M. Acci Plauti Comoediae

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by Titus Maccius Plautus

M. Acci Plauti Comoediae
PlautusM.AcciPlautiComoediae1669.jpg

Title page from M. Acci Plauti Comoediae, George Wythe Collection, Wolf Law Library, College of William & Mary.

Author Titus Maccius Plautus
Editor Joannes Fredericus Gronovius
Translator {{{trans}}}
Published Lugd. Batav.: Roterod.: Ex Officina Hackiana
Date 1669
Edition {{{edition}}}
Language Latin
Volumes 2 volumes in 1 volume set
Pages {{{pages}}}
Desc. 8vo (21 cm.)
Location Shelf J-4
  [[Shelf {{{shelf2}}}]]
Embossed cover detail.
Titus Maccius Plautus was a Roman comic playwright active between c.205 BCE and 184BCE.[1] He was said to have humble origins, which may help explain why his plays were targeted to entertain not just the Roman aristocracy. His are the oldest extant Roman works,[2] with 21 plays (20 complete and one remaining only in fragments) of 130 surviving.[3]

Plautus freely and generously adapted Greek New Comedy, now lost, to represent and exaggerate Greek life and character. He combined Roman stereotypical views of Greeks with extensive word-play and over-the-top humor in his plays which utilized more song and recitation—about two-thirds of the total play composition—than most Roman plays, which contained mostly dialogue. In doing this, Plautus essentially wrote musical comedy.

Unfortunately, the work of Plautus is the only extant Latin language—in any form—that survives from the early second century BCE. During the Renaissance, Plautus was rediscovered, widely distributed and translated throughout Europe. Henry VIII ordered the performance of two of his plays for the French ambassador in 1526, and Plautus’ influence can easily be seen throughout sixteenth-century English comedy. Shakespeare himself used the plot of the Menaechmi in The Comedy of Errors (1594).[4]

Evidence for Inclusion in Wythe's Library

Listed in the Jefferson Inventory of Wythe's Library as "[Plautus] notis varior. 2.v. 8vo." This was one of the books kept by Thomas Jefferson. He later sold a copy to the Library of Congress in 1815, but it no longer exists to verify the edition or Wythe's prior ownership.[5] The Brown Bibliography[6] and George Wythe's Library[7] on LibraryThing include the 1669 edition of M. Acci Plauti Comoediae published in Leiden based on E. Millicent Sowerby's inclusion of that edition in Catalogue of the Library of Thomas Jefferson. The Wolf Law Library purchased a copy of the same edition.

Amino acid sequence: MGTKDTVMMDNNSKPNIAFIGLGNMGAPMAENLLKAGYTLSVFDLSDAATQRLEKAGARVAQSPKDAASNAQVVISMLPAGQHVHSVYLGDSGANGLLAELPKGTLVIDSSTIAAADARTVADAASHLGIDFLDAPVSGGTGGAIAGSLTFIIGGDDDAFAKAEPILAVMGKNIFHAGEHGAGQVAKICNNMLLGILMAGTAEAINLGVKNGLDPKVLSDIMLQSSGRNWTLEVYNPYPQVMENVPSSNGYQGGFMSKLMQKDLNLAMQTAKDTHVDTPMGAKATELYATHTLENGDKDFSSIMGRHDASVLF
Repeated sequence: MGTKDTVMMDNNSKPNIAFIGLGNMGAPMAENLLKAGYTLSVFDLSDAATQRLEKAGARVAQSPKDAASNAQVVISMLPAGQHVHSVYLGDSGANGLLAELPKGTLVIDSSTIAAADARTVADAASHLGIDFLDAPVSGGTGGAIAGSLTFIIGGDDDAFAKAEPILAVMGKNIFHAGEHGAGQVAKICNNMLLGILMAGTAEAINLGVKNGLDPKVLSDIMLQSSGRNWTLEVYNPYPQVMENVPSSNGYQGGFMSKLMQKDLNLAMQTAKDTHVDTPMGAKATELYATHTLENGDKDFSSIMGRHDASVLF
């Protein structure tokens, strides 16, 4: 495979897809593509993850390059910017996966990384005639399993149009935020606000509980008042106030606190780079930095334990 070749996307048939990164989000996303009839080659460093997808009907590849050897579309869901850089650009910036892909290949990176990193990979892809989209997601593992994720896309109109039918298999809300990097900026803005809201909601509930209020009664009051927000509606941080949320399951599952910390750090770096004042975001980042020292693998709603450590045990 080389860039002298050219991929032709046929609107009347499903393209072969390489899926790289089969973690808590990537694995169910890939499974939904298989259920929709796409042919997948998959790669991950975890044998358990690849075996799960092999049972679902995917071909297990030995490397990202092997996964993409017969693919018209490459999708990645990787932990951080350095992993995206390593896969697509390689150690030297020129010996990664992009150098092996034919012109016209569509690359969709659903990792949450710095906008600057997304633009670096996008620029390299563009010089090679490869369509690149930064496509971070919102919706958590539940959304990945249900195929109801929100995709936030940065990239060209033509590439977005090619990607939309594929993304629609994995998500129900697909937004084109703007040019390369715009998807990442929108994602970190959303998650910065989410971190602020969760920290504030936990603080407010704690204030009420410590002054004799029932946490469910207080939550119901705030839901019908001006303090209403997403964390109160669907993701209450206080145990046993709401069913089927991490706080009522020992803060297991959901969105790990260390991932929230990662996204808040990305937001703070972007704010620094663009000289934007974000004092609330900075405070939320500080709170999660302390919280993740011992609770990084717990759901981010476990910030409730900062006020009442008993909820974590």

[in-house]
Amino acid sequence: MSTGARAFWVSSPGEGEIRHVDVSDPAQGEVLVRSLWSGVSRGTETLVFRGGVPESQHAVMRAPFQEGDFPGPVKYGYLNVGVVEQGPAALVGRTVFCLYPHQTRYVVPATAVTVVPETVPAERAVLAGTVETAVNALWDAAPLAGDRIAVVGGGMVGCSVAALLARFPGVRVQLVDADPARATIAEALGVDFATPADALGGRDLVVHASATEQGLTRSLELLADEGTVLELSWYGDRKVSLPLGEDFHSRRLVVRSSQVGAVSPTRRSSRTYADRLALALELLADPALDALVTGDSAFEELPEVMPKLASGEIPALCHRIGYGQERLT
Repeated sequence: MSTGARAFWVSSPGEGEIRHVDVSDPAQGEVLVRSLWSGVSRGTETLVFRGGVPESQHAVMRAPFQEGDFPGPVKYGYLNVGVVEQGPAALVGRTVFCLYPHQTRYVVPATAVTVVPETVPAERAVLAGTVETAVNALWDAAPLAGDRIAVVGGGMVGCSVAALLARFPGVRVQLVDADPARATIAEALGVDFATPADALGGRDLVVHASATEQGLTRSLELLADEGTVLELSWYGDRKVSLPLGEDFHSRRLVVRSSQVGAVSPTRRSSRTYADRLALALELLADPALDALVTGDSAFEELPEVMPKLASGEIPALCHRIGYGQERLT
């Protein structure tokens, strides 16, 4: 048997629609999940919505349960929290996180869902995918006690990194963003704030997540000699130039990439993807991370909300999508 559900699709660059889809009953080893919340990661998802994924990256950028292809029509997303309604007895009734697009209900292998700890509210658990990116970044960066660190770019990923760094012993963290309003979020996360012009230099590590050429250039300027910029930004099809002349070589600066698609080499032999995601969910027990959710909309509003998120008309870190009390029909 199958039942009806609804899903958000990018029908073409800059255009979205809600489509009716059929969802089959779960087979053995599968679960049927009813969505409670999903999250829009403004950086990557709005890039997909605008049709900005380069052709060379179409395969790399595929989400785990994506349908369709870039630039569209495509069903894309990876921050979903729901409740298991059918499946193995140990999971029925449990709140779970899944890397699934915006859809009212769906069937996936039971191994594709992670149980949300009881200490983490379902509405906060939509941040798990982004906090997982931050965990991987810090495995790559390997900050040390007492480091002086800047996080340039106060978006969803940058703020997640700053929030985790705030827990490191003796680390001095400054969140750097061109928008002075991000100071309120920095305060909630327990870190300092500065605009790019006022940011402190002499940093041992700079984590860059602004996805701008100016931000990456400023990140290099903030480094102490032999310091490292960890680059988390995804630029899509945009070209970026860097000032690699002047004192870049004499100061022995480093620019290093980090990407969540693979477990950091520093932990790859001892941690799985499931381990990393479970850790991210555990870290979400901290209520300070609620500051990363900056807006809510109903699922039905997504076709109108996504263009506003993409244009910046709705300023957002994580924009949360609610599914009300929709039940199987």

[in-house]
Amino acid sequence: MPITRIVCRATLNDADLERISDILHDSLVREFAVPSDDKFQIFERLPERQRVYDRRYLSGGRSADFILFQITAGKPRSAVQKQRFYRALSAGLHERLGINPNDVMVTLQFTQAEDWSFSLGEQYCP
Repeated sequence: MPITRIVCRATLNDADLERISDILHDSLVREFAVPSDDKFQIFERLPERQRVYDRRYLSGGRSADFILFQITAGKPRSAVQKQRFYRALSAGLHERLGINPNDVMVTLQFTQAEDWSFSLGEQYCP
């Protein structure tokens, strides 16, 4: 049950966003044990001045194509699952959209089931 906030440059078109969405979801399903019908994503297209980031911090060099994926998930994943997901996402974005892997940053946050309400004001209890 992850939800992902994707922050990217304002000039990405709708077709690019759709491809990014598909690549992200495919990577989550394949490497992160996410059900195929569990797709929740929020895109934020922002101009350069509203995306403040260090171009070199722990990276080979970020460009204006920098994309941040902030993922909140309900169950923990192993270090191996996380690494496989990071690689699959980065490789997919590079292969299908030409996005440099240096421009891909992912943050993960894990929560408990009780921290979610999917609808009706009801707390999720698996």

Inscriptions, front free endpaper.

Description of the Wolf Law Library's copy

Bound in contemporary vellum with gilt tooling and gilt centerpieces showing stork and eel on front and back cover. Has fleur-de-lys tooling in corners and on spine. Front free endpaper includes Latin inscription and signatures. Purchased from Butigenus Bookcase.

Images of the library's copy of this book are available on Flickr. View the record for this book in William & Mary's online catalog.

See also

References

  1. "Plautus" in Oxford Dictionary of the Classical World, ed. by John Roberts (Oxford: Oxford University Press, 2007).
  2. Ibid.
  3. "Plautus” in The Oxford Companion to Classical Literature, ed. by M.C. Howatson (Oxford: Oxford University Press, 2011).
  4. Ibid.
  5. E. Millicent Sowerby, Catalogue of the Library of Thomas Jefferson (Washington, D.C.: The Library of Congress, 1952-1959), 4:547 (no.4571).
  6. Bennie Brown, "The Library of George Wythe of Williamsburg and Richmond," (unpublished manuscript, May, 2012) Microsoft Word file. Earlier edition available at: https://digitalarchive.wm.edu/handle/10288/13433
  7. LibraryThing, s. v. "Member: George Wythe", accessed February 27, 2014.